Live in the now. This is the modus vivendi of Sutter Keely (Miles Teller), a gregarious high-school senior whose infectious, life-of-the-party mentality offsets any shortcomings in the looks department. He is beloved by all and, when he’s holding court with his sexy girlfriend (Brie Larson), feels indestructible.
Sutter’s whole world comes crashing down when his partner-in-crime unexpectedly dumps him, sending the boozy teen on an all-night bender. He’s awakened the following morning—lying face down in a neighbor’s yard—by Aimee Finicky (Shailene Woodley), a bookish, sci-fi loving classmate whose name he can’t quite recall. Aimee is a breath of fresh, unsullied air for Sutter; someone who, instead of living in the moment without a care for the future, is working diligently to make her dreams become a reality.
The two soon bond over their overbearing mothers and nonexistent fathers—hers died a few years ago and his has long been out of the picture, and eventually fall for one another. Being with Aimee doesn’t make Miles feel invincible, but it makes him feel like a person of substance. She even convinces him to open up the communication lines with his long-lost father (Kyle Chandler), despite his mother’s (Jennifer Jason Leigh) and older sister’s (Mary Elizabeth Winstead) protestations.
As Sutter spends more time with Aimee, he starts to realize that the way he sees himself and the way others see him couldn’t be further apart. His teachers, classmates, and employer view him as a court jester of sorts, someone who’s there to entertain, and nothing more. This convivial mask he wears, along with his omnipresent flask, is obscuring a deep hurt stemming from his father. But with Aimee by his side, there may be hope for him after all … assuming he stays out of his own way.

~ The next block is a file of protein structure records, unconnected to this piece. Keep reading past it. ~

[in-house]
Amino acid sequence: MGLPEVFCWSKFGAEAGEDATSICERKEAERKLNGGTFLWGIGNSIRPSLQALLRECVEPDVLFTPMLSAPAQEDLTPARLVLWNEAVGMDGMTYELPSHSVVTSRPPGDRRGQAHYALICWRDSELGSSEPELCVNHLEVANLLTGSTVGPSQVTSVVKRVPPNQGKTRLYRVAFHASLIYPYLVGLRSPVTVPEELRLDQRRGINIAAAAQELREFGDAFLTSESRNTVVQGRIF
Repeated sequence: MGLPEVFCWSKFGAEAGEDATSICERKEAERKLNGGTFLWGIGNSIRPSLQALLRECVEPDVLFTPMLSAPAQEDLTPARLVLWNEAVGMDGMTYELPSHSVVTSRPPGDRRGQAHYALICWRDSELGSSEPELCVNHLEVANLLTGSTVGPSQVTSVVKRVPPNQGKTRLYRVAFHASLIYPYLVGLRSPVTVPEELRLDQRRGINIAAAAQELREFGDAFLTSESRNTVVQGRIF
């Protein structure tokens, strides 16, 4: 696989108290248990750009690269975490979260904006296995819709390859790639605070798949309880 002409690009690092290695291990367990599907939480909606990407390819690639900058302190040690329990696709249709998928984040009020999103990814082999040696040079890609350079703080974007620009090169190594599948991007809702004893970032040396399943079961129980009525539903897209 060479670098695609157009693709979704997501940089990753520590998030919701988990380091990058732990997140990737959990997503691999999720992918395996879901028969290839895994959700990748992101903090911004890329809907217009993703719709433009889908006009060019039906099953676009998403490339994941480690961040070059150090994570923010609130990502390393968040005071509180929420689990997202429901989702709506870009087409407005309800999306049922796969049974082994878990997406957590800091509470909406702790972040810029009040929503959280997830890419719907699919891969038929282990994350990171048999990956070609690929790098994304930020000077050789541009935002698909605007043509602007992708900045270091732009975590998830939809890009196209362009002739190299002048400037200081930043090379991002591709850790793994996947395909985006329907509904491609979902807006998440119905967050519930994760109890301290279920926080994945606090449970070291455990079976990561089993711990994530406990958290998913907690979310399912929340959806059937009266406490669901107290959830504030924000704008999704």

Last year’s Special Jury Prize winner at Sundance, Smashed, explored the dichotomy between marital codependency and alcohol dependence. Filmmaker James Ponsoldt once again examines the haunting effects of alcoholism in this, his follow-up, which made its premiere at the 2013 Sundance Film Festival.
While the plot of The Spectacular Now, a bildungsroman about an immature teenage fuck-up who is saved by a virtuous young woman, seems incredibly conventional on paper, it all goes off without a hitch. The writing by scribes Michael H. Weber and Scott Neustadter, who previously penned (500) Days of Summer, is far more grounded in reality than the aforementioned tween fantasy, and the performances are uniformly excellent—in particular Teller, who stole every scene he was in in the recent Footloose remake. You never quite manage to get a read on Sutter until the film’s climax, which is a testament to his nuanced performance and the complexity of his character. And Woodley, who was robbed of an Oscar nod for The Descendants, once again elicits commiseration and good will as a wise-beyond-her-years girl who steadily guides an emotionally stunted, broken young man.
The Spectacular Now manages to transcend its teen-drama framework to become one of the most poignant and gratifying films of this year’s Sundance.